Do you even SMIT? Supramaximal Interval Training

June 18, 2014

Sorry I’ve been so quiet on here! No excuses, just busy.

Today I wanted to talk about SMIT. No, not that one off “New Girl”. SMIT. Supramaximal Interval Training (you knew that, right?)

You’re no doubt familiar with HIIT (high-intensity interval training) – a cardio modality which involves repeating short periods of intense effort with even shorter periods of lower-intensity effort for recovery. There are various ways of doing HIIT, including a 2:1 ratio of work/recovery, and Tabata (20 seconds all-out effort, 10 seconds recovery, repeated 8 times for a total of 4 minutes work period). With HIIT, the effort is short but intense, and the recovery is shorter and medium effort. The idea is that the total session time isn’t long, but that you’re actually working for all of it (because you never give your system time to recover between intervals).

Anyway, move over HIIT. You’re so 2013. Today it’s all about SMIT.

I hadn’t heard of SMIT until this morning, when I read Nick Tumminello’s article about it (read it here). But I did know about it, because I’ve been doing it for years, both as part of my endurance-sport training back in the day, and more recently as a form of conditioning for bodybuilding contest prep. Only I don’t give it a name. I call it hill sprints, shuttle runs or track sessions (I have other names for this kind of session, but none are suitable for public conversation).

So, what’s SMIT and how is it different to HIIT?
Unlike HIIT, where the recovery/rest periods are active (usually about 50% of effort) and relatively short (typically shorter than the duration of the effort), with SMIT you need longer recovery. SMIT effort periods need to be all-out – think short sprints, hill reps, shuttle runs. You need to push yourself above your VO2-max (if you’ve ever done a VO2 max test, you’ll know what this feels like… !) The rest periods, however, are full rest. Slow jogging, probably even walking. Perhaps even a little lie on the ground before getting up and wandering around blinking the stars away from your eyes. You get the idea.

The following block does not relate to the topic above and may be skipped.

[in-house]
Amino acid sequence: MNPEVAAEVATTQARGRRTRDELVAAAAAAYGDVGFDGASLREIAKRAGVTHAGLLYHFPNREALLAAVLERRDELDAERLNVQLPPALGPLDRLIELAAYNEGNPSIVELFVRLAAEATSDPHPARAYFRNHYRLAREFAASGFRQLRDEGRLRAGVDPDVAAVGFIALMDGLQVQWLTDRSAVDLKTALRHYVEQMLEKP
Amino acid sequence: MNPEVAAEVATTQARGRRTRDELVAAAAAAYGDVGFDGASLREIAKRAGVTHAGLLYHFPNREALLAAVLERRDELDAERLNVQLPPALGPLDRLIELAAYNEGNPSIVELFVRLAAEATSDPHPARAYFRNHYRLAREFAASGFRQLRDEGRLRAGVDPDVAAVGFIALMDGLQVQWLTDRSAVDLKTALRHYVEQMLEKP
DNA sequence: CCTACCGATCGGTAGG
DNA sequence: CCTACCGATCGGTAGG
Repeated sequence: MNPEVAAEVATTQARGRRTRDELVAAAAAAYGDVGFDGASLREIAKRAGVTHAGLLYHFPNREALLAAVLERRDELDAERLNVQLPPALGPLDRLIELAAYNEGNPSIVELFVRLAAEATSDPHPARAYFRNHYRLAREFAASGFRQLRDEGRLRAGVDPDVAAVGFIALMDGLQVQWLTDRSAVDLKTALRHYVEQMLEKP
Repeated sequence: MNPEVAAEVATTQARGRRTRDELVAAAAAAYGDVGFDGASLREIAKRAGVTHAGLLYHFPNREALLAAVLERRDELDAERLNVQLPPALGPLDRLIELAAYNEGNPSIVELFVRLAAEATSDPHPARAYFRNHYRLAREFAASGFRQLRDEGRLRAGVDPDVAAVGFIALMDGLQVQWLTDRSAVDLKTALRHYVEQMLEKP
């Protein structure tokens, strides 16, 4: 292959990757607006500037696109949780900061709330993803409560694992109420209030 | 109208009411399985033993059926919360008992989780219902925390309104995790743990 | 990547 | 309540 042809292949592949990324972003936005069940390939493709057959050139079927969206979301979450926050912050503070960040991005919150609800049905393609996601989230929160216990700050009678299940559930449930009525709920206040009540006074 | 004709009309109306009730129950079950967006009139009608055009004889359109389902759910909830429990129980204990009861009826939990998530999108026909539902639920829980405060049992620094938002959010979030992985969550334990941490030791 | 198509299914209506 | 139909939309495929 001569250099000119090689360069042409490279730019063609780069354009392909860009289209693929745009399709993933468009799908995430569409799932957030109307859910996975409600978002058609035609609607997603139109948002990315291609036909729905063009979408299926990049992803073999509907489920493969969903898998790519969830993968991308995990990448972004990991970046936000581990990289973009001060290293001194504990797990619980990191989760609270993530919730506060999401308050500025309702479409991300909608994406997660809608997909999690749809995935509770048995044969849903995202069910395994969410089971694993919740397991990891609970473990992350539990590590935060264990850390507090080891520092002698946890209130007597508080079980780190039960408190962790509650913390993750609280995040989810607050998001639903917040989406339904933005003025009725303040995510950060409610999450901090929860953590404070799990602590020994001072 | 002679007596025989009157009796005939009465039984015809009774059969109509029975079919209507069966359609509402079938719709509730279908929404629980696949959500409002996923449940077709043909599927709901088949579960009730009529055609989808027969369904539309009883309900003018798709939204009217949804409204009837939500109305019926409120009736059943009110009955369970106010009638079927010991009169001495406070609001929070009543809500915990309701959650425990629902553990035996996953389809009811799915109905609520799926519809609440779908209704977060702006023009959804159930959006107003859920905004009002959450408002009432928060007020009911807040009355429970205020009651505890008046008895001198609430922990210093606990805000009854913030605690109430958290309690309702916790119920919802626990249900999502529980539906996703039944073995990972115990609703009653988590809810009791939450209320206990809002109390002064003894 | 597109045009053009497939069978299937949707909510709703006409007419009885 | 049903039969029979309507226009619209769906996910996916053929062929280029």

If you’re interested in reading more, check out this article on PubMed Endurance and sprint benefits of high-intensity and supramaximal interval training. And do read Nick Tumminello’s SMIT vs HIIT article , it contains lots of useful info about why SMIT may be better than HIIT, how to incorporate it into your training, and some session ideas.

As for me? Well, yes I do SMIT! And HIIT. And LISS (aka “walking the dog”). I’m currently doing hill springs (running) twice a week as part of the conditioning phase of my bodybuilding training. It takes me 30 minutes, and that includes walking/jogging to and from the bottom of the evil hill. No photos, sorry. SMIT is definitely not the kind of session which lends itself to selfies.

Do you do SMIT? Did you know you were doing it or do you just call it “cardio”, “intervals”, or “that session I dread/love/hate”?

Do you even SMIT? Supramaximal Interval Training is a post from The Fit Writer blog.

Nicola Joyce – the Fit Writer – is a freelance copywriter and journalist who writes for the sport and fitness industry. Her main website is here.

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